Gazetteer of the State of Maine, 1882 page 533
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Gazetteer of the State of Maine With Numerous Illustrations, by Geo. J. Varney

BOSTON: PUBLISHED BY B. B. RUSSELL, 57 CORNHILL. 1882. Public domain image from

bore respectively the names of East and West Butterfield. On June
13, 1798, it was separately incorporated under its present name in
honor of Governor Increase Sumner. The first settler in town was
Charles Bisbee, from Pembroke, Mass. The first settlement in the
south-east part was made in the same year by Increase Robinson and
Noah Bosworth. Most of the first settlers came from Plymouth
County, Mass., and were Revolutionary soldiers. Among the earliest
were Increase and Joseph Robinson, Simeon Barrett, Noah Bosworth,
Hezekiah Stetson, John Briggs, John Crockett, Benjamin Heald, Mesech
Keen, Barney Jackson and Oliver Cummings. These obtained the
titles to their lands from Massachusetts. Oliver Cummings, from
Dunstable, Mass., struck the first blow of the axe at what is now the
centre of the town. For some years the settlers were obliged to carry
their grist upon their backs ten miles to a mill in Turner, being guided
by a spotted line through the woods. The first grist as well as the
first saw-mill in the town was erected by Increase Robinson in 1783.

The churches in Sumner are a Congregationalist, First and Second
Baptist, Free Baptist and Universalist. The public schoolhouses num-
ber sixteen, and the entire school property has an estimated value of
$4,600. The population in 1870 was 1,170. In 1880 it was 1,014.
The valuation in 1870 was $382,463. In 1880 it was $310,985.

Surry is situated on the Avest bank of Union River bay, in
Hancock County. On the north-east it is bounded by Ellsworth, on
the south-Avest, by Blue Hill, on the Avest, by Orland and Penobscot.
The toAvn has an area of about 21,025 acres. Toddy Pond forms part
of tbe boundary between Surry and Penobscot, and on the line between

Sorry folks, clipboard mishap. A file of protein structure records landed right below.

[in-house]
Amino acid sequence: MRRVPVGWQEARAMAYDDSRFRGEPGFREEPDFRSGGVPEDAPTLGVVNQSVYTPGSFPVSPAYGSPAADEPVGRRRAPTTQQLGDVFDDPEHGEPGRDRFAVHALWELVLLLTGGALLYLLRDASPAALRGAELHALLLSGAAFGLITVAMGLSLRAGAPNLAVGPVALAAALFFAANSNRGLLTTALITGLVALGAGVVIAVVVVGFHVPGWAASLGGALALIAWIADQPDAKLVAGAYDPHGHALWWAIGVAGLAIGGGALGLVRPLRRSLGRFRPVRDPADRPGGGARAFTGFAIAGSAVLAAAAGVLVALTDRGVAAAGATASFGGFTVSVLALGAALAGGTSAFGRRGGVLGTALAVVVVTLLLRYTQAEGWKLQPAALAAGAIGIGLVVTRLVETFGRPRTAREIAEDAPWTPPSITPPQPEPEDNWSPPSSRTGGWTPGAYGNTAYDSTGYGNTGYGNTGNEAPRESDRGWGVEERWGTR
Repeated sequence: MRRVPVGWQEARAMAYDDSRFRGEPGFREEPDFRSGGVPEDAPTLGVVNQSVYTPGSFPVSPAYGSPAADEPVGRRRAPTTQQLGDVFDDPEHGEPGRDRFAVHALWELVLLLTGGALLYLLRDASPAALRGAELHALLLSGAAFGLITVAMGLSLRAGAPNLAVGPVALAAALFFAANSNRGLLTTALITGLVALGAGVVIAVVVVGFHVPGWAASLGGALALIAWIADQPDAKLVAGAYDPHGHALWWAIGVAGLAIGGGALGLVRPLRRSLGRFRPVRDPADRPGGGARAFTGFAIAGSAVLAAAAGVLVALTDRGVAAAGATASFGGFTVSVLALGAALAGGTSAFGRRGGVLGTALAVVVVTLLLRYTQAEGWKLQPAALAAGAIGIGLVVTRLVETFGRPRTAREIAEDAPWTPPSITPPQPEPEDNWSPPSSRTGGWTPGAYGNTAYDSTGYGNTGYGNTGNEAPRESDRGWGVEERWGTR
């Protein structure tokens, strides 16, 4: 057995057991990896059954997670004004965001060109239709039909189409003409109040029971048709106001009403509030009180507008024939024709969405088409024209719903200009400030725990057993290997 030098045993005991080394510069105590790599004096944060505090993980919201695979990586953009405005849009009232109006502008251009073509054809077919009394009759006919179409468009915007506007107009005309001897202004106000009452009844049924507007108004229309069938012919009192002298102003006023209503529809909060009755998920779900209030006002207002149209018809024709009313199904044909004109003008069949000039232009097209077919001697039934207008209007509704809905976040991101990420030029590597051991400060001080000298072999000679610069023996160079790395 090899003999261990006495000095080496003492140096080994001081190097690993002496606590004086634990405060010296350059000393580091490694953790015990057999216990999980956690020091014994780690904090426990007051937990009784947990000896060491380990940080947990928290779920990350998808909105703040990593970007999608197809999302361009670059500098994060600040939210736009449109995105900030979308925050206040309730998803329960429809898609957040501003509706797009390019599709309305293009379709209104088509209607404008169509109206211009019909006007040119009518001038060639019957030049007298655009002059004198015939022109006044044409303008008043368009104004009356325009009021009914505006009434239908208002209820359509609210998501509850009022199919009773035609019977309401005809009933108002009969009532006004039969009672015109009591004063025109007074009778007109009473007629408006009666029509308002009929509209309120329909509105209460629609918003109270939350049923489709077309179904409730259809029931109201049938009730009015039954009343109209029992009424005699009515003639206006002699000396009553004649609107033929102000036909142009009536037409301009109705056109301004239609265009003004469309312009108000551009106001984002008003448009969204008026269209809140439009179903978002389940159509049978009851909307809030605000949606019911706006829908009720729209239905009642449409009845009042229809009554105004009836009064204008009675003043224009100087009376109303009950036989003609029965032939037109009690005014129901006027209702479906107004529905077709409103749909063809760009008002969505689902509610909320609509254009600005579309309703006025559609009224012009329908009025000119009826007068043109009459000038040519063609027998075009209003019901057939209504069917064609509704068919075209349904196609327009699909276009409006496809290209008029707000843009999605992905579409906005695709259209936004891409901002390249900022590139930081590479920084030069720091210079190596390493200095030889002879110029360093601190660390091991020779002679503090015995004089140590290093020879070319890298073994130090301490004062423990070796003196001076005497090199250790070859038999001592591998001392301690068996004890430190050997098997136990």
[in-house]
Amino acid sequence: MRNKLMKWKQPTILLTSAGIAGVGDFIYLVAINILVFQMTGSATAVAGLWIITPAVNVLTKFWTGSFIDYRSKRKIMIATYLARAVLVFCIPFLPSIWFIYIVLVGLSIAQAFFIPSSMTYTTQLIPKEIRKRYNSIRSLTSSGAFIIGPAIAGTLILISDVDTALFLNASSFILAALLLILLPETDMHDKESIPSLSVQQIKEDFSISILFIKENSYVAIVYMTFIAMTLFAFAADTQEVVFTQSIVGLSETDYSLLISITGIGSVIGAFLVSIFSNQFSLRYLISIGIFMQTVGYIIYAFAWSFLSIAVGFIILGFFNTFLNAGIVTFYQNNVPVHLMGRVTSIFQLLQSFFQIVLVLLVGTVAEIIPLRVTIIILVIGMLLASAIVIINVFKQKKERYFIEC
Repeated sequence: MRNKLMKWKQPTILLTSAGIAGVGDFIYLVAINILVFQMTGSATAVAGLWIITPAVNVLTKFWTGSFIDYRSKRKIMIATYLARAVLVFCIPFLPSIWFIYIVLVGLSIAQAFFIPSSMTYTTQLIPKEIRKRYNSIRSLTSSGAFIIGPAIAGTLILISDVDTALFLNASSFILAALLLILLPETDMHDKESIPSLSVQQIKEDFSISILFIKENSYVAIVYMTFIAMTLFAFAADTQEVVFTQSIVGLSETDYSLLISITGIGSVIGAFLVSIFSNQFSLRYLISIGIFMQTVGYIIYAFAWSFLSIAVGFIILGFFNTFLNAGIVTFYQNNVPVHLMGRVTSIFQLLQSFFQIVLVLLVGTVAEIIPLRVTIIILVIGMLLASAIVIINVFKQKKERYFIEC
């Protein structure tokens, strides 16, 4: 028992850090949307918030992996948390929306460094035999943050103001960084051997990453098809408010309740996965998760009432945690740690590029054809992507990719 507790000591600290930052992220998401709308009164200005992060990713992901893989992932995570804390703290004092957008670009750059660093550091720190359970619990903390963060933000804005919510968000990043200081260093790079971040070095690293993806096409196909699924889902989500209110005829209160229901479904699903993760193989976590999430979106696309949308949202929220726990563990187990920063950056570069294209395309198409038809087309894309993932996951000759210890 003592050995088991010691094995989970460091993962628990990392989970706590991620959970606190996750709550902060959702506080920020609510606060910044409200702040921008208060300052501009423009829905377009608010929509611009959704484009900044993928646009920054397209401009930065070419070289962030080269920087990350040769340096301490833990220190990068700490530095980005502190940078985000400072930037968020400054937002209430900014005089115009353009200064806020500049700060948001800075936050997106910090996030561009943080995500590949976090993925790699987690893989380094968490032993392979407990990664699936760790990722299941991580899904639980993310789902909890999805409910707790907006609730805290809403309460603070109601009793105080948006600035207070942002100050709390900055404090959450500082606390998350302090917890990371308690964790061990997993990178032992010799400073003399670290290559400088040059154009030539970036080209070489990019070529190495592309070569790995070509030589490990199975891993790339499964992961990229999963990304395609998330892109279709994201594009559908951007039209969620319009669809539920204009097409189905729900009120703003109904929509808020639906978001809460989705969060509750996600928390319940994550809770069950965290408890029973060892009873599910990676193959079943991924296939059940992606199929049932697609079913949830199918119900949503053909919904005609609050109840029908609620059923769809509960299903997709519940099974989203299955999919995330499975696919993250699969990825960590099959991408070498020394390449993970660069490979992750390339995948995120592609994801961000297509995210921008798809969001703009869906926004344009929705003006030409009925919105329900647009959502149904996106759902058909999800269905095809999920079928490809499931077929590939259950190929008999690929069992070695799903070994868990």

Surry and Ellsworth are the two Patten ponds Avhose outlet is Patten
Stream Fishways were constructed to these ponds in 1872, and the
ponds have since been stocked with alewives and salmon. The surface
of the toAvn is considerably broken. The land generally is valuable
for tillage. The most of the surface soil is so intermingled Avith com-
minuted quartz, or siliceous sand, that cranberries grow in the grass
fields. The cultivation of this crop is receiving increased attention.
A large deposit of nearly pure silica in the town may prove of much
value for glass and other Avare. Over miles of surface on the Toddy
Pond road lay, a feAV years ago, a bleak profusion of granite bowlders.
To-day those bowlders are seen in every stage of ruin. On every hand
they are smitten with decay, and here and there a patch of unworn
gravel is all that remains of a once great bowlder. A feAV miles beyond
these, is a field of immense bowlders, still uncrumbled, lying in wild
confusion bowlder on botvlder,—

“ The fragments of an earlier world.”

The manufactories of Surry are a lumber, shingle, spool and tAVO
stave mills. Formerly there was a large business done in building
small vessels, but it is noAv very much reduced. Surry has two mining
companies, the Blue Hill Bay and the East Surry Company.

Surry Avas ToAvnship No. 6, in the grant to Marsh and others. It
was first occupied by the French at Newbury Neck. The first English
settlers were Symonds, Weymouth and James Flye. The next settlers
were John Patten, a Mr. Hopkinson, Andrew Flood, Wilbrahirn
Swett, Matthew and James Ray, Samuel Joy, Isaac Lord, Hezekiah
Coggins and Leonard Jarvis. Mr. Jarvis represented the eastern dis-
trict in Congress from 1831 to 1837.


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